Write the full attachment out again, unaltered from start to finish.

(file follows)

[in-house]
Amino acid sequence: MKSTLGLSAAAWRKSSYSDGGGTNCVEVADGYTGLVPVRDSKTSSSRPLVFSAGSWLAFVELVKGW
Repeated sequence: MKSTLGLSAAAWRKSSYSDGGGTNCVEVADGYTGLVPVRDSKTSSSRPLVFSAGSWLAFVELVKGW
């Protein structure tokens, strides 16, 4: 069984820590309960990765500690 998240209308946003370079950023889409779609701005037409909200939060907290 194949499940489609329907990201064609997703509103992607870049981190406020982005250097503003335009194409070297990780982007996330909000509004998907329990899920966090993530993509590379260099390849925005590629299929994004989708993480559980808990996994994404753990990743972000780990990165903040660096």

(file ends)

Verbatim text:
[in-house]
Amino acid sequence: MKSTLGLSAAAWRKSSYSDGGGTNCVEVADGYTGLVPVRDSKTSSSRPLVFSAGSWLAFVELVKGW
Repeated sequence: MKSTLGLSAAAWRKSSYSDGGGTNCVEVADGYTGLVPVRDSKTSSSRPLVFSAGSWLAFVELVKGW
């Protein structure tokens, strides 16, 4: 069984820590309960990765500690 998240209308946003370079950023889409779609701005037409909200939060907290 194949499940489609329907990201064609997703509103992607870049981190406020982005250097503003335009194409070297990780982007996330909000509004998907329990899920966090993530993509590379260099390849925005590629299929994004989708993480559980808990996994994404753990990743972000780990990165903040660096």